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Experimental Pill Shows Promise Against Leukemia in Early Trial

About a third of patients with relapsed or refractory acute leukemia experienced complete remission after taking the drug, known as revumenib.

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In a study out this week, scientists describe a novel experimental pill that may be able to help patients with a difficult-to-treat form of leukemia. Nearly half of patients in the Phase I trial responded to the treatment, called revumenib, while about a third experienced a complete remission of their cancer. More research will be needed to confirm its effectiveness, however.

Revumenib is being developed by the company Syndax. It’s meant to work by inhibiting a protein called menin, which seems to play an important role in certain forms of leukemia. These cancers are characterized by carrying a NPM1 gene mutation or a rearrangement of another gene, called KMT2A. These aberrations are commonly found in both pediatric and adult cases of leukemia and are often very hard to treat. According to research cited by the scientists, for instance, the five-year survival rate for KMT2A-related leukemia is less than 25%.


On Thursday, these researchers published results from the first human trial of revumenib in the journal Nature. The trial enrolled 68 patients with relapsed or refractory acute leukemia that had failed to respond to previous treatments. Most of these patients had NPM1/KMT2A-related cancer.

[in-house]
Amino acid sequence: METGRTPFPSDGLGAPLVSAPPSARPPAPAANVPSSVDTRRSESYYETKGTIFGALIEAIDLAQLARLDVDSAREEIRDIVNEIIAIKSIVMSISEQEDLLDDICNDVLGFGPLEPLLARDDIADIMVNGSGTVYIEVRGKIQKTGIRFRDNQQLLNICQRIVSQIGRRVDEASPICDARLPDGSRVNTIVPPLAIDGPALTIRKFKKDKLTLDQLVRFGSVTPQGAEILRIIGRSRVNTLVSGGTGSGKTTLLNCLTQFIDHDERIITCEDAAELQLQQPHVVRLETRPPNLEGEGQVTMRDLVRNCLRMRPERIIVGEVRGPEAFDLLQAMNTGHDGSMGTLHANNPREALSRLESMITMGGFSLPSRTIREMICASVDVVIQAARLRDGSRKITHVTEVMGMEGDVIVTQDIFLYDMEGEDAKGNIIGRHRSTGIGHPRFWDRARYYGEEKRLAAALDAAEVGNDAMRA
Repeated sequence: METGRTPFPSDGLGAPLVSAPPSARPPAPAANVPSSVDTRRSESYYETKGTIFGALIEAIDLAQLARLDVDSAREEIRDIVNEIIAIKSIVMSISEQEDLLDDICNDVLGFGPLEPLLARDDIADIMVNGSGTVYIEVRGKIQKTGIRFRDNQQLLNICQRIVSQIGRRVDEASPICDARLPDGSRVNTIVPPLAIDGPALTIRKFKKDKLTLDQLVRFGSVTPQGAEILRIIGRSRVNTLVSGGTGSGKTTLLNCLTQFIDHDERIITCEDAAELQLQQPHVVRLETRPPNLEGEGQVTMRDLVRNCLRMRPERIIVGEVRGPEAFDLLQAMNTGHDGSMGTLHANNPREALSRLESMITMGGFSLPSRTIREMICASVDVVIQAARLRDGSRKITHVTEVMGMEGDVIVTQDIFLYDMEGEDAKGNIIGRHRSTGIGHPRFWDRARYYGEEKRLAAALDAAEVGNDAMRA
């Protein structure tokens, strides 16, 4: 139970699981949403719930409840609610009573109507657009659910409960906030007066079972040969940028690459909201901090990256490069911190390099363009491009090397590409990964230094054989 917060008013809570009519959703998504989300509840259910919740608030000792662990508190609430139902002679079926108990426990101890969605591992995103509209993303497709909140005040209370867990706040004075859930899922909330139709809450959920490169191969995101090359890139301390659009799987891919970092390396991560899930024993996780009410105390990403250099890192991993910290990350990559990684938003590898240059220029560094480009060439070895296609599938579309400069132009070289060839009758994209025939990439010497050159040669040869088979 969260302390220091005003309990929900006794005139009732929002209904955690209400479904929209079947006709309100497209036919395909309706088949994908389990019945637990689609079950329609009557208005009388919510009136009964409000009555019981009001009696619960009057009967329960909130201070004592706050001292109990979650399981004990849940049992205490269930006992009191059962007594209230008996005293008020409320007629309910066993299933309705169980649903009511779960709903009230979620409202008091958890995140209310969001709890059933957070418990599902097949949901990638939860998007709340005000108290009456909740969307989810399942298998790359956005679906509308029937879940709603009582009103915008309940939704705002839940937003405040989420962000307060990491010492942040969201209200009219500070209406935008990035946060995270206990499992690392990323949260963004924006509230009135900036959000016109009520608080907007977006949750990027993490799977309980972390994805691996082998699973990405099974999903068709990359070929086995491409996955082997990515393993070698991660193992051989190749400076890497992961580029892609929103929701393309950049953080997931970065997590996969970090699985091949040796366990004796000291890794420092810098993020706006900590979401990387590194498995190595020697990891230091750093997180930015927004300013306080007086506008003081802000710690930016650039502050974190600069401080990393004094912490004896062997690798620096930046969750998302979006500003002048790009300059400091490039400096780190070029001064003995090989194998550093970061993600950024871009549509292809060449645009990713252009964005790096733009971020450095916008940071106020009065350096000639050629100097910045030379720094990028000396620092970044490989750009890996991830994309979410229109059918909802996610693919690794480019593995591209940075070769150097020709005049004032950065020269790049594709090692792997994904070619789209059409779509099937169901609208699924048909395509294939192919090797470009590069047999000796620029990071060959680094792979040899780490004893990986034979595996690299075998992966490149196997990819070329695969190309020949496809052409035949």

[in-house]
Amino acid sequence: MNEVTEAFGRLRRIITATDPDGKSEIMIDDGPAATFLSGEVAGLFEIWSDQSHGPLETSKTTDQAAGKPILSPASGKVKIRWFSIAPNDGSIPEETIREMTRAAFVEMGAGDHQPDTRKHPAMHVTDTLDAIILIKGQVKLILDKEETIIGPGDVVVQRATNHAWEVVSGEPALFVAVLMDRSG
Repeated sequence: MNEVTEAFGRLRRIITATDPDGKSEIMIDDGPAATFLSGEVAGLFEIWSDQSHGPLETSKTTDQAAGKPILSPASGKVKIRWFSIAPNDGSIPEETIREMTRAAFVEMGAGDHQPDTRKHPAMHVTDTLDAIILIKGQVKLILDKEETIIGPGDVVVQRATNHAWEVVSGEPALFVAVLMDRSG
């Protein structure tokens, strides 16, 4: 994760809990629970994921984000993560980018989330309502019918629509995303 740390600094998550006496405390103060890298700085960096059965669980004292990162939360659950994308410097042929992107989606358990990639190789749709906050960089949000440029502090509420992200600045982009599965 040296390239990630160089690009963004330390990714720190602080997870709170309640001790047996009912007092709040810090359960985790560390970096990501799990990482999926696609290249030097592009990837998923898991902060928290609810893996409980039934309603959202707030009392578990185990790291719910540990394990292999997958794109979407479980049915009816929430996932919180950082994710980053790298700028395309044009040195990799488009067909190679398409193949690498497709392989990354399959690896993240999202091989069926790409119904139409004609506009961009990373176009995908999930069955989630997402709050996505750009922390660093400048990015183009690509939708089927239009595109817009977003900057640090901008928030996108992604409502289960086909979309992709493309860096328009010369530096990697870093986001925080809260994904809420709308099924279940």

Phase I trials are designed to test the safety and optimal dose of an experimental treatment. But to understand its potential efficacy, the team also looked at the outcomes of those with NPM1/KMT2A-related leukemia (60 in total). Out of these eligible patients, 53% showed some response to revumenib, and about 30% (18 patients) showed complete remission. Though nearly all of the patients experienced adverse effects, including potentially serious ones like an irregular heartbeat, none had to stop treatment as a result.


“For patients with acute leukemia who have undergone several previous treatments, this is a very encouraging result,” said study author Scott Armstrong, president of the Dana-Farber and Boston Children’s Cancer and Blood Disorders Center, in a statement released by Dana-Farber.

Phase I trials are only the start of clinical development, and many drugs that show encouraging results early on fail to fulfill that promise in larger trials. And even if revumenib does prove to be largely effective against these cancers, it may not be long-lasting for some. In a second study looking at the trial data, also released this week in Nature, the researchers found that some patients’ cancers adapted to the treatment and developed resistance to it.

These findings are both good and bad news, the authors say. It’s good, since it shows these cancers truly rely on menin to fuel their growth and likewise that drugs capable of disturbing how the protein is used by these cancers can neuter them. At the same time, it also likely means that other strategies will be needed to delay or prevent resistance against these drugs. That could include treating people at an earlier stage of cancer or pairing revumenib with other types of drugs that attack these cancers from a different angle.

An expansion of the study is already underway, with full Phase I/II results expected later this year. Should things continue to go well, the company has said it may start to file for FDA approval as early as the end of 2023. If approved, revumenib would be the first menin inhibitor to treat cancer.